By Rachel Richardson
You were given feet but had never touched
them to earth. You were given the sea
and you fed upon it for months.
So when your head crowned, ashen
with loss of blood from the cord
wound tight around your neck,
and when they cut you from me,
and you were silent, and the tide in me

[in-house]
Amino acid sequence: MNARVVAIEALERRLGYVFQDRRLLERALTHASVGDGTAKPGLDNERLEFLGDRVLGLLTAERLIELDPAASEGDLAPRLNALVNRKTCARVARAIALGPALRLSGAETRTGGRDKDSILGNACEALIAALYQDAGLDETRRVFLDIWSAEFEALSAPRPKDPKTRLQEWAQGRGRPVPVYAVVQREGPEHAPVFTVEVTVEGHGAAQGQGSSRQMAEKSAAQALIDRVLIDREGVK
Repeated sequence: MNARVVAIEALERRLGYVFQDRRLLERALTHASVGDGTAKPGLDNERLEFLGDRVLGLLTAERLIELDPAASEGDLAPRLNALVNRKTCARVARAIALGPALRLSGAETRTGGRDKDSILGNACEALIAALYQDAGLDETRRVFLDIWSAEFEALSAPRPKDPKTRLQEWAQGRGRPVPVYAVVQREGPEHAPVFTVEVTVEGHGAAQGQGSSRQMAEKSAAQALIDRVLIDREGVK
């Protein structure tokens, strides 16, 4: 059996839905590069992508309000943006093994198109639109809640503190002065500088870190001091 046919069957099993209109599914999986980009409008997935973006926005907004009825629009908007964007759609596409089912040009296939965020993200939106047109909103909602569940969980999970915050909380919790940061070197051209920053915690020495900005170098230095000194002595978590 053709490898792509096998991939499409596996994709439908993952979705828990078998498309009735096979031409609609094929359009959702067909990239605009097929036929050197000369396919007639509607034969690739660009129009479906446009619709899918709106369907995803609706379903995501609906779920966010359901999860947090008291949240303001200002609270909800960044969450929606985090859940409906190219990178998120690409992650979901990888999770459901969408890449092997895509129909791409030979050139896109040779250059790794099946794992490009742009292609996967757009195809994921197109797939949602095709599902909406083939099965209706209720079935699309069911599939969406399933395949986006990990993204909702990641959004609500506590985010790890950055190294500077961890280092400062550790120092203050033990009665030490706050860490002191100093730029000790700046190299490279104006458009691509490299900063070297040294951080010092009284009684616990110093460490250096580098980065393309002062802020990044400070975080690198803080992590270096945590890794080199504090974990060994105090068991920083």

receded, I remembered the shearwaters
following the ship—the slow sweep
of them riding the wind’s current.
The stretch of them, hovering,
cruciform, shearing the air the way an envelope
slides back into a box of letters, making
its narrow space. I had watched
from the stern for hours their trailing:
as if stillness itself drifted toward me.
I thought it was my life.
Then someone lifted you up,
and there was a sound,
and they laid you on me, breathing.